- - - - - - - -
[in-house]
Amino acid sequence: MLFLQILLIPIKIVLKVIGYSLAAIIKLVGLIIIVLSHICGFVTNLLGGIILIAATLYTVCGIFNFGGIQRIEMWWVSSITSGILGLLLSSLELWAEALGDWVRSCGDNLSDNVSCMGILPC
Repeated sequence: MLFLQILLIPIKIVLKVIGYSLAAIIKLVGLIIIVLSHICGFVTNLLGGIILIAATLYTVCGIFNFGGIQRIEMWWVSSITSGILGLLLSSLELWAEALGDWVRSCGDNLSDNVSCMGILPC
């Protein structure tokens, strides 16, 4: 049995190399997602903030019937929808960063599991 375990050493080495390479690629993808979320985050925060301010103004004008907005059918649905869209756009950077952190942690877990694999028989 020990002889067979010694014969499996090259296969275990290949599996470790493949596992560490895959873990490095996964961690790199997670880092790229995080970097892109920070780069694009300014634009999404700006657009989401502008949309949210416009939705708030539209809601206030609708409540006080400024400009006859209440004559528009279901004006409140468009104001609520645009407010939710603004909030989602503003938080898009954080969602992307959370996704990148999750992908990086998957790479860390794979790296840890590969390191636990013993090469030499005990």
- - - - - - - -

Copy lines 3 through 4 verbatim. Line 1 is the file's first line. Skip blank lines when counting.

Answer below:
Repeated sequence: MLFLQILLIPIKIVLKVIGYSLAAIIKLVGLIIIVLSHICGFVTNLLGGIILIAATLYTVCGIFNFGGIQRIEMWWVSSITSGILGLLLSSLELWAEALGDWVRSCGDNLSDNVSCMGILPC
């Protein structure tokens, strides 16, 4: 049995190399997602903030019937929808960063599991 375990050493080495390479690629993808979320985050925060301010103004004008907005059918649905869209756009950077952190942690877990694999028989 020990002889067979010694014969499996090259296969275990290949599996470790493949596992560490895959873990490095996964961690790199997670880092790229995080970097892109920070780069694009300014634009999404700006657009989401502008949309949210416009939705708030539209809601206030609708409540006080400024400009006859209440004559528009279901004006409140468009104001609520645009407010939710603004909030989602503003938080898009954080969602992307959370996704990148999750992908990086998957790479860390794979790296840890590969390191636990013993090469030499005990």